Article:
Underneath the Bravado (Letters to KtB)
In response to “Michael Jackson, Mark Sanford, & the Synagogue of Satan,” Eric Reed writes:
Jeff got it all wrong! It’s not that the Family are the replacement Jews, it’s that Christians are the replacement Chosen of God. That’s why they hate Jews — Jews were supposed to have caved in and accepted Jesus and the New Covenant back in 400 A.D., or so. Instead, they just kept on being Jews, which calls the legitimacy of Christianity (i.e., Christian’s chosenness)into question, which proves that they are Limbs of Satan.
Just ask me if you want any further points of Christian doctrine clarified. For instance, how you can have Free Will when God is omniscient and omnipotent. Just ask me!
Thanks for the clarification, Eric!
Now I understand the sadness I always detected in Naomi’s eyes, underneath the bravado.
Thanks for the clarification, Yvonne!
In response to KtBnik Jeff Sharlet’s interview on NPR’s “Fresh Air,” Jenny Holland writes:
i found your site after hearing your interview on fresh air, and then listening to it again, today.
yours is one of the most exciting places to visit. as a buddhist, i was drawn to the name, natch, but also as someone who tries really really hard to walk the edge between what i desperately want to believe (as in faith) and the complete other-ness of what actually might constitute reality, i am so relieved to find people who talk and write about religion as adults not as wishful supplicants.
bravo. thanks a lot. i’ll buy the book, although it scared the hell out of me. genghis khan is one of christ’s chosen? give me a big fat break!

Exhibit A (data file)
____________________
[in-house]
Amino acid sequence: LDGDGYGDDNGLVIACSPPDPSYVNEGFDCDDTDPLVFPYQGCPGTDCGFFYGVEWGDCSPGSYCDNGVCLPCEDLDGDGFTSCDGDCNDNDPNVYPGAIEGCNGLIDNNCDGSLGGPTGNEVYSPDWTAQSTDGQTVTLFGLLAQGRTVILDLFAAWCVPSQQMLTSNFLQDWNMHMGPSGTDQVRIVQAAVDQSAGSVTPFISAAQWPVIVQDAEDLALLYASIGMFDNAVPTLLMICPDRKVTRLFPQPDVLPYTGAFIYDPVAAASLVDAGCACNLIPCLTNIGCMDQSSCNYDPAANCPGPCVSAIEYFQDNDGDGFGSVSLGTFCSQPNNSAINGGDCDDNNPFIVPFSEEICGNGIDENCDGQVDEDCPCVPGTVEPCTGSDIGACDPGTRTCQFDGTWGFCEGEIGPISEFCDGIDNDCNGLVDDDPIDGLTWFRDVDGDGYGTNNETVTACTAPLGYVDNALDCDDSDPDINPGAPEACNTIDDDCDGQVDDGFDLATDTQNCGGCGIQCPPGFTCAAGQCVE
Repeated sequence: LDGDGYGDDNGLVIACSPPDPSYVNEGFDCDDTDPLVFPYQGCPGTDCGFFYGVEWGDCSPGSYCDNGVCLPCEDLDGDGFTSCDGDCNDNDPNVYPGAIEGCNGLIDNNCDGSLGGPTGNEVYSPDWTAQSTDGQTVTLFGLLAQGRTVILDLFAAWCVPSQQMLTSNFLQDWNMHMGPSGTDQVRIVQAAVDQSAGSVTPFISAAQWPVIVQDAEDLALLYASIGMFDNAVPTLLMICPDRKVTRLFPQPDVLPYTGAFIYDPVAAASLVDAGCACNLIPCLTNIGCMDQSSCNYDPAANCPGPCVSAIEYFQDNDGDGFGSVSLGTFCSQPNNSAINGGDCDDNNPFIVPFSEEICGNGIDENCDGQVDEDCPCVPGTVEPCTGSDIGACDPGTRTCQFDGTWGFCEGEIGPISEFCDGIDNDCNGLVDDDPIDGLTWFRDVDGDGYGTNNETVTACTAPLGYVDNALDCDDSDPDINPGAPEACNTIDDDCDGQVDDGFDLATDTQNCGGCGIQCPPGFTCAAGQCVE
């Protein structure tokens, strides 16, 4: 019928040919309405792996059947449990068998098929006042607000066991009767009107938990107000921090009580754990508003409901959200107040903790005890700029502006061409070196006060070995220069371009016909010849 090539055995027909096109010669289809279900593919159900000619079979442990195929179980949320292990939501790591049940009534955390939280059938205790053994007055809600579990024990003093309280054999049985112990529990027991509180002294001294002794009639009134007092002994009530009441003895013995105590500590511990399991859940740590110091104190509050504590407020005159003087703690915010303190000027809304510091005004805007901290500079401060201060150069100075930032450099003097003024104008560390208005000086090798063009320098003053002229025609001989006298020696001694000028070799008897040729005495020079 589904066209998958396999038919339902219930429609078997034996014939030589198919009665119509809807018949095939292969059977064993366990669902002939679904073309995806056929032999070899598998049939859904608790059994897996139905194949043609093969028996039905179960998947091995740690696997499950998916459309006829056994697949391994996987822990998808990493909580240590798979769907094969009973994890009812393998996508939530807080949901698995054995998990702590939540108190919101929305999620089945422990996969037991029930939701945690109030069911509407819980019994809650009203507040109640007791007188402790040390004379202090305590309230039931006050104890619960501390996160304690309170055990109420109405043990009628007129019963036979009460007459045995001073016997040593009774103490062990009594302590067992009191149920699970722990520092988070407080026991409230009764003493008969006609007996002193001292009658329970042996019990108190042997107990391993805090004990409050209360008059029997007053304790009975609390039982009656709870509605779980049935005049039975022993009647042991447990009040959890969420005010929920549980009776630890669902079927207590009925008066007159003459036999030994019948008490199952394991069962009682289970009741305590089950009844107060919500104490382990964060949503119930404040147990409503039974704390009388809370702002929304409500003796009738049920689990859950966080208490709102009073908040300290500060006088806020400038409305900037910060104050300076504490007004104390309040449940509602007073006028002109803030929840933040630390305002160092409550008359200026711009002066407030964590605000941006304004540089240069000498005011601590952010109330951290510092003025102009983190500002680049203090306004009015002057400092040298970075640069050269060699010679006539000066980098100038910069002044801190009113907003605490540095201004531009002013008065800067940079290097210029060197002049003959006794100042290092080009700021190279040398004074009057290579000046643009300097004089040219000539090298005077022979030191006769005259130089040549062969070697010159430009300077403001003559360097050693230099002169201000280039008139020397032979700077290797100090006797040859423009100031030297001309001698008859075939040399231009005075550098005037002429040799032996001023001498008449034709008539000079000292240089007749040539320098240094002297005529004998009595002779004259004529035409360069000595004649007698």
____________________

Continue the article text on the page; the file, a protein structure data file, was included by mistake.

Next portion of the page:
Also in response to that interview comes this “sozzled and radically Taoist” commentary from Taylor McIntosh:
I read an article of yours on “The Family” and was astonished to learn of their prayer suggestions, literally written on the wall to damn Buddhism or other non-Christian religions. Personally, I find modern Christianity to be a non-Christian religion, but I’ll put that aside.
These are obviously people unconcerned with the Sermon on the Mount, probably writing it off as one of Jesus’ bad days. Or worse.
Anyways, what is so great about Taoism is that as a philosophy it always skirts criticism of this sordid sort and goes on and on and picks up momentum and acceptance over time by the wise. It is like pure socialism in that respect. I refer to a similar phrase in a Eugene Debs speech given in Canton, OH in the nineteen teens. A working class hero surely is something to see.
Power politics almost always value money and power brokerage over responsibility, and kindness. That is what happens when governance is influenced by and manifested through the undereducated. It is a shame that blunders like labeling a murderer as a chosen one by God still perpetuate themselves in the deeds and minds of people like those in “The Family,” but America is a nation of dark, underhanded illumination, after all. We’re still working at 5 watts, and our people are craving a government and officials to operate at 100 watts. I guess we as a people have always expected too much of the Constitution and the folks it has given us the power to elect. But honestly, not just anyone can be in the public trust, sadly.
I guess my commentary here is becoming loose and edgy, so I’ll cut it short.
Thanks for helping light the American bulb a few watts at a time through your work. Maybe one day we will organize enough to actually overthrow our human brothers who are insubordinate to the actual workings of the Creator of the Universe, whose trust has obviously been put in the wrong hands.
Or maybe I’m sozzled and a little radically Taoist on this fourth of July, a holiday which should commend such behavior and yearning for redresses of governmental grievances. We should petition those portly, rotund, smirking battleships on C street and greet them at the door with some humanity and lead them by example. We may get hurt or put underground, but at least we would have tried to lead by honorable example.
Plus, almost everyone has forgotten about nature and our impact on it, which makes them seem, atop their lordly positions, all the more ridiculous and inept.
Sozzle on, Taylor.